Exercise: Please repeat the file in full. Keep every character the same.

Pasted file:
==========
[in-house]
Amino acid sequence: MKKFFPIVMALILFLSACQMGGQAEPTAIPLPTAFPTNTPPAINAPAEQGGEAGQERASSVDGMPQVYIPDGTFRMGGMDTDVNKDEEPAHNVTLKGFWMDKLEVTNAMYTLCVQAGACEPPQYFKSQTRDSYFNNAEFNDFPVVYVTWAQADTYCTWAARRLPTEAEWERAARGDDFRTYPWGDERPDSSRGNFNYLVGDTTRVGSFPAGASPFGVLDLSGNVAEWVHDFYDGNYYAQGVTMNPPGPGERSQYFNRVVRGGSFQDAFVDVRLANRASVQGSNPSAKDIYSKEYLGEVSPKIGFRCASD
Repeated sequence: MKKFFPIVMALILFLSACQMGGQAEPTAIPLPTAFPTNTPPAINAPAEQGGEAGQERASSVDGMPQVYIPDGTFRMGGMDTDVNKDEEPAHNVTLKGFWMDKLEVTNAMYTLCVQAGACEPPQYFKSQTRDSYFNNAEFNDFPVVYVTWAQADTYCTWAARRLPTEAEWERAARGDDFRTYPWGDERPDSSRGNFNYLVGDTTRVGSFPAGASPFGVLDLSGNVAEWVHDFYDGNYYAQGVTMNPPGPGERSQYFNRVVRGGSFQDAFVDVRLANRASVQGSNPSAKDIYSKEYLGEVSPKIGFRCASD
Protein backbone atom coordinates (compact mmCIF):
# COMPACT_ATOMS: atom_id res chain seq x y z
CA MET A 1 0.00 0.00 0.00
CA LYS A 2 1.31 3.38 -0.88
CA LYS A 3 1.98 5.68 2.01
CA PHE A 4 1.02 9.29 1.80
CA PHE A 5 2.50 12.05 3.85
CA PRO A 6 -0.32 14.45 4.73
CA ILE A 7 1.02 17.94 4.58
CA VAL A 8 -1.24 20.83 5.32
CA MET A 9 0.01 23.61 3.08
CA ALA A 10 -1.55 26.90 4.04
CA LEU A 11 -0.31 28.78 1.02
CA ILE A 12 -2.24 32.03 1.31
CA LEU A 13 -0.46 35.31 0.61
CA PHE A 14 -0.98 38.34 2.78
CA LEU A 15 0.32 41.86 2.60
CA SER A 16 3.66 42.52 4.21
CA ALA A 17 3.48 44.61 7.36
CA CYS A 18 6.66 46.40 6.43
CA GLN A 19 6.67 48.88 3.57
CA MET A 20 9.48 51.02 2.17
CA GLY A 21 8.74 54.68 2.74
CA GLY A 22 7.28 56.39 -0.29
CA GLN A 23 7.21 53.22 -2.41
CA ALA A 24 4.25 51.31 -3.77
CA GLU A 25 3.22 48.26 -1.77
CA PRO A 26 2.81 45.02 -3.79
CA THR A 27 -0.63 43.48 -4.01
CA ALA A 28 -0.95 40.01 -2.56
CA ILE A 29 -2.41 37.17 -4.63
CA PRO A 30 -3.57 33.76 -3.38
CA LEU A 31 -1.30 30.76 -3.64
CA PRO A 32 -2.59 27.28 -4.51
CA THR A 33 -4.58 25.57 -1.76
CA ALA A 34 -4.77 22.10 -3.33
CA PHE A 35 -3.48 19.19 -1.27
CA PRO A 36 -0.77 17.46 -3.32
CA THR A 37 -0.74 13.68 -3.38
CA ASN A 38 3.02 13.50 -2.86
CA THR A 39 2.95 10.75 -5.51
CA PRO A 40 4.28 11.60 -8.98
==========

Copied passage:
[in-house]
Amino acid sequence: MKKFFPIVMALILFLSACQMGGQAEPTAIPLPTAFPTNTPPAINAPAEQGGEAGQERASSVDGMPQVYIPDGTFRMGGMDTDVNKDEEPAHNVTLKGFWMDKLEVTNAMYTLCVQAGACEPPQYFKSQTRDSYFNNAEFNDFPVVYVTWAQADTYCTWAARRLPTEAEWERAARGDDFRTYPWGDERPDSSRGNFNYLVGDTTRVGSFPAGASPFGVLDLSGNVAEWVHDFYDGNYYAQGVTMNPPGPGERSQYFNRVVRGGSFQDAFVDVRLANRASVQGSNPSAKDIYSKEYLGEVSPKIGFRCASD
Repeated sequence: MKKFFPIVMALILFLSACQMGGQAEPTAIPLPTAFPTNTPPAINAPAEQGGEAGQERASSVDGMPQVYIPDGTFRMGGMDTDVNKDEEPAHNVTLKGFWMDKLEVTNAMYTLCVQAGACEPPQYFKSQTRDSYFNNAEFNDFPVVYVTWAQADTYCTWAARRLPTEAEWERAARGDDFRTYPWGDERPDSSRGNFNYLVGDTTRVGSFPAGASPFGVLDLSGNVAEWVHDFYDGNYYAQGVTMNPPGPGERSQYFNRVVRGGSFQDAFVDVRLANRASVQGSNPSAKDIYSKEYLGEVSPKIGFRCASD
Protein backbone atom coordinates (compact mmCIF):
# COMPACT_ATOMS: atom_id res chain seq x y z
CA MET A 1 0.00 0.00 0.00
CA LYS A 2 1.31 3.38 -0.88
CA LYS A 3 1.98 5.68 2.01
CA PHE A 4 1.02 9.29 1.80
CA PHE A 5 2.50 12.05 3.85
CA PRO A 6 -0.32 14.45 4.73
CA ILE A 7 1.02 17.94 4.58
CA VAL A 8 -1.24 20.83 5.32
CA MET A 9 0.01 23.61 3.08
CA ALA A 10 -1.55 26.90 4.04
CA LEU A 11 -0.31 28.78 1.02
CA ILE A 12 -2.24 32.03 1.31
CA LEU A 13 -0.46 35.31 0.61
CA PHE A 14 -0.98 38.34 2.78
CA LEU A 15 0.32 41.86 2.60
CA SER A 16 3.66 42.52 4.21
CA ALA A 17 3.48 44.61 7.36
CA CYS A 18 6.66 46.40 6.43
CA GLN A 19 6.67 48.88 3.57
CA MET A 20 9.48 51.02 2.17
CA GLY A 21 8.74 54.68 2.74
CA GLY A 22 7.28 56.39 -0.29
CA GLN A 23 7.21 53.22 -2.41
CA ALA A 24 4.25 51.31 -3.77
CA GLU A 25 3.22 48.26 -1.77
CA PRO A 26 2.81 45.02 -3.79
CA THR A 27 -0.63 43.48 -4.01
CA ALA A 28 -0.95 40.01 -2.56
CA ILE A 29 -2.41 37.17 -4.63
CA PRO A 30 -3.57 33.76 -3.38
CA LEU A 31 -1.30 30.76 -3.64
CA PRO A 32 -2.59 27.28 -4.51
CA THR A 33 -4.58 25.57 -1.76
CA ALA A 34 -4.77 22.10 -3.33
CA PHE A 35 -3.48 19.19 -1.27
CA PRO A 36 -0.77 17.46 -3.32
CA THR A 37 -0.74 13.68 -3.38
CA ASN A 38 3.02 13.50 -2.86
CA THR A 39 2.95 10.75 -5.51
CA PRO A 40 4.28 11.60 -8.98